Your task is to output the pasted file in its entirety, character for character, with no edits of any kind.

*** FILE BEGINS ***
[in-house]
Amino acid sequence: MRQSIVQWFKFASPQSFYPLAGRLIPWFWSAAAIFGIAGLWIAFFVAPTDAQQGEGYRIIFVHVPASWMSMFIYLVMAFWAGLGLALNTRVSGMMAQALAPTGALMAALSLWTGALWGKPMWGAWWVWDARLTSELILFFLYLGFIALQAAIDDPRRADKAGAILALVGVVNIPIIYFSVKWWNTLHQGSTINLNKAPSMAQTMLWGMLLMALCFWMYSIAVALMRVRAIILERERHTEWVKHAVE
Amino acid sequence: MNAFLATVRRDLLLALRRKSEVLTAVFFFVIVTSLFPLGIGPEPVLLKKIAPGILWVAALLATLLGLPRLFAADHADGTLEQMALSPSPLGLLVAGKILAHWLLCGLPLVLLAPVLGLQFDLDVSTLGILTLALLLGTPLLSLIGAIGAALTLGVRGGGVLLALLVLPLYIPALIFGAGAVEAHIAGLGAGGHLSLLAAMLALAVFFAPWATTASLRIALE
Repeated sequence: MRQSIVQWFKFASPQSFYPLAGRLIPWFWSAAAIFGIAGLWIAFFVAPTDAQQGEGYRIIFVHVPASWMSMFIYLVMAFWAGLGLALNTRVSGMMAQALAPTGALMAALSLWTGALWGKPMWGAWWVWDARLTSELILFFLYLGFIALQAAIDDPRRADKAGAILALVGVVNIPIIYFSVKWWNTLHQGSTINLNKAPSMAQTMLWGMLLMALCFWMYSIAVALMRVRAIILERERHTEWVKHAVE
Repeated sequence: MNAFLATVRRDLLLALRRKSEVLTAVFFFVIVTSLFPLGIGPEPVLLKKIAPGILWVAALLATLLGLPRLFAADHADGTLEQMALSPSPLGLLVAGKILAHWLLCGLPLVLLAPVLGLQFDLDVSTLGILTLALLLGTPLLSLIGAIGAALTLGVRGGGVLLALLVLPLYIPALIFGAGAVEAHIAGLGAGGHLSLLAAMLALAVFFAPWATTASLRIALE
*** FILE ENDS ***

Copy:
[in-house]
Amino acid sequence: MRQSIVQWFKFASPQSFYPLAGRLIPWFWSAAAIFGIAGLWIAFFVAPTDAQQGEGYRIIFVHVPASWMSMFIYLVMAFWAGLGLALNTRVSGMMAQALAPTGALMAALSLWTGALWGKPMWGAWWVWDARLTSELILFFLYLGFIALQAAIDDPRRADKAGAILALVGVVNIPIIYFSVKWWNTLHQGSTINLNKAPSMAQTMLWGMLLMALCFWMYSIAVALMRVRAIILERERHTEWVKHAVE
Amino acid sequence: MNAFLATVRRDLLLALRRKSEVLTAVFFFVIVTSLFPLGIGPEPVLLKKIAPGILWVAALLATLLGLPRLFAADHADGTLEQMALSPSPLGLLVAGKILAHWLLCGLPLVLLAPVLGLQFDLDVSTLGILTLALLLGTPLLSLIGAIGAALTLGVRGGGVLLALLVLPLYIPALIFGAGAVEAHIAGLGAGGHLSLLAAMLALAVFFAPWATTASLRIALE
Repeated sequence: MRQSIVQWFKFASPQSFYPLAGRLIPWFWSAAAIFGIAGLWIAFFVAPTDAQQGEGYRIIFVHVPASWMSMFIYLVMAFWAGLGLALNTRVSGMMAQALAPTGALMAALSLWTGALWGKPMWGAWWVWDARLTSELILFFLYLGFIALQAAIDDPRRADKAGAILALVGVVNIPIIYFSVKWWNTLHQGSTINLNKAPSMAQTMLWGMLLMALCFWMYSIAVALMRVRAIILERERHTEWVKHAVE
Repeated sequence: MNAFLATVRRDLLLALRRKSEVLTAVFFFVIVTSLFPLGIGPEPVLLKKIAPGILWVAALLATLLGLPRLFAADHADGTLEQMALSPSPLGLLVAGKILAHWLLCGLPLVLLAPVLGLQFDLDVSTLGILTLALLLGTPLLSLIGAIGAALTLGVRGGGVLLALLVLPLYIPALIFGAGAVEAHIAGLGAGGHLSLLAAMLALAVFFAPWATTASLRIALE